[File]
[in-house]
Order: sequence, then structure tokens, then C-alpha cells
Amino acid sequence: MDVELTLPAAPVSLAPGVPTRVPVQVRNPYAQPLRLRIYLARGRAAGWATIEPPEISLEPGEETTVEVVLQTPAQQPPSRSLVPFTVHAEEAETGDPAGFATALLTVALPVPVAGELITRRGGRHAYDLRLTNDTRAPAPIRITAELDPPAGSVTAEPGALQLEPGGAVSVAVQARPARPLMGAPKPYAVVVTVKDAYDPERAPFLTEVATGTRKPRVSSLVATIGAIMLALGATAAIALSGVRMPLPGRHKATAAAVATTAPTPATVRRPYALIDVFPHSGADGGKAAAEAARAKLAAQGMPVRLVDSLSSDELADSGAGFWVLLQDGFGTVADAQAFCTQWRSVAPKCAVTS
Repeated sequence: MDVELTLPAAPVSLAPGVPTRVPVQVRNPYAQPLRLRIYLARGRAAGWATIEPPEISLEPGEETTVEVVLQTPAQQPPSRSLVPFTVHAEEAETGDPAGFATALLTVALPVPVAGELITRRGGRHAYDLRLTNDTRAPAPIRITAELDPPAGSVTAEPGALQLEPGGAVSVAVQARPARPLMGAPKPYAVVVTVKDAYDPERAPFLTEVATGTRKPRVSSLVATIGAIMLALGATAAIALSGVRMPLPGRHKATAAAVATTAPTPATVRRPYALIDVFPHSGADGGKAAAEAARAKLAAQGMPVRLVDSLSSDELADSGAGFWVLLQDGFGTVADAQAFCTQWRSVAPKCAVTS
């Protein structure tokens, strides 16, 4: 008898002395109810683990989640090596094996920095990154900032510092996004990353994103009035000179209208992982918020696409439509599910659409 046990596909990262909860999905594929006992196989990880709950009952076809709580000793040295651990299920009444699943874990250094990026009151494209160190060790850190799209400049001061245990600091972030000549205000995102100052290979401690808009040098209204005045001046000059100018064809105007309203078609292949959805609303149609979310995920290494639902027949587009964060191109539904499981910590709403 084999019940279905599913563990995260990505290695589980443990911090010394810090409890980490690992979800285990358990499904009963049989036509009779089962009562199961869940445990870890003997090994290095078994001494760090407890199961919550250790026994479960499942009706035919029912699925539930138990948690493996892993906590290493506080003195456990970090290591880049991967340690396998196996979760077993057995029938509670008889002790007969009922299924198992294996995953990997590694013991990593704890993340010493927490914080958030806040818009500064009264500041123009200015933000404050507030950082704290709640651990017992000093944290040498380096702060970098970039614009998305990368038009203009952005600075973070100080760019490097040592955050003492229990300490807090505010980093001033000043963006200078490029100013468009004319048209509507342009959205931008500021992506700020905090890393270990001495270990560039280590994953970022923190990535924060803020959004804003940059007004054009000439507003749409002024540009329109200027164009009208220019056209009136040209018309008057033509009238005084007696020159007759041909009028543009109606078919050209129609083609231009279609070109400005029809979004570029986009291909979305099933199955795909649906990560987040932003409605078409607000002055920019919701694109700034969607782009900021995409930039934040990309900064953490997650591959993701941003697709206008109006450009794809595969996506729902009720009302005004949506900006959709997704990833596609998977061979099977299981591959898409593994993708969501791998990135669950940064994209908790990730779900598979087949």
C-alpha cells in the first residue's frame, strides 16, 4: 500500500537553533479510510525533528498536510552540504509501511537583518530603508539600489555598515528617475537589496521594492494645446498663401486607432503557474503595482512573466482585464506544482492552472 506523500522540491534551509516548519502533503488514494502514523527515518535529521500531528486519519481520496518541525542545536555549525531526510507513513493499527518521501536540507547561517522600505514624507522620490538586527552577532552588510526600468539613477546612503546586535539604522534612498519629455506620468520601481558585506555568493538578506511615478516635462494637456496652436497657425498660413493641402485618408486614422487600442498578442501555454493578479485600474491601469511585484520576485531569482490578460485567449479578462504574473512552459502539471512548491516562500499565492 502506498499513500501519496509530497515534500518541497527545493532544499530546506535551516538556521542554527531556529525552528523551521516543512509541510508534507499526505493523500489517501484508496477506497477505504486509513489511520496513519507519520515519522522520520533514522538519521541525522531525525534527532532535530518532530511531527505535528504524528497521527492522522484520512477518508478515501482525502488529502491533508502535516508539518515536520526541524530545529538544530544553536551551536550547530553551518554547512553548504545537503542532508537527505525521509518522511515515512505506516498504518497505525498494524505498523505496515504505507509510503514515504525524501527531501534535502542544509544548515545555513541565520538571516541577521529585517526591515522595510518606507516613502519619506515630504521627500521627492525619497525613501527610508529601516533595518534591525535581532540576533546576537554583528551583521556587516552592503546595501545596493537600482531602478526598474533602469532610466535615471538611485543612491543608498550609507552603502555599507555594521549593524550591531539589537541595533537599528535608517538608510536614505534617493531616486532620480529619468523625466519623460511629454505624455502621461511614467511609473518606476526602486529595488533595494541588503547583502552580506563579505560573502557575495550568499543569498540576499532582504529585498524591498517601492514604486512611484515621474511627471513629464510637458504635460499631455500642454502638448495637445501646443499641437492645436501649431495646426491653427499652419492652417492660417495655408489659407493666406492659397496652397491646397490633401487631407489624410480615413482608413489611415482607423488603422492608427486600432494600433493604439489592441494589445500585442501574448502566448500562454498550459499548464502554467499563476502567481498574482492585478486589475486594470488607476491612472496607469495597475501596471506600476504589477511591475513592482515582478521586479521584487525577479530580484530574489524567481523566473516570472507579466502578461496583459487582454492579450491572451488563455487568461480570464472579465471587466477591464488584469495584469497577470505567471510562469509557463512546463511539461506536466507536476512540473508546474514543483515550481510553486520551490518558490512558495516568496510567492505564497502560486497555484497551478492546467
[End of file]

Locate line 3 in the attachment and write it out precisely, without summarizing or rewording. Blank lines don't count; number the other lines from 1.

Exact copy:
Amino acid sequence: MDVELTLPAAPVSLAPGVPTRVPVQVRNPYAQPLRLRIYLARGRAAGWATIEPPEISLEPGEETTVEVVLQTPAQQPPSRSLVPFTVHAEEAETGDPAGFATALLTVALPVPVAGELITRRGGRHAYDLRLTNDTRAPAPIRITAELDPPAGSVTAEPGALQLEPGGAVSVAVQARPARPLMGAPKPYAVVVTVKDAYDPERAPFLTEVATGTRKPRVSSLVATIGAIMLALGATAAIALSGVRMPLPGRHKATAAAVATTAPTPATVRRPYALIDVFPHSGADGGKAAAEAARAKLAAQGMPVRLVDSLSSDELADSGAGFWVLLQDGFGTVADAQAFCTQWRSVAPKCAVTS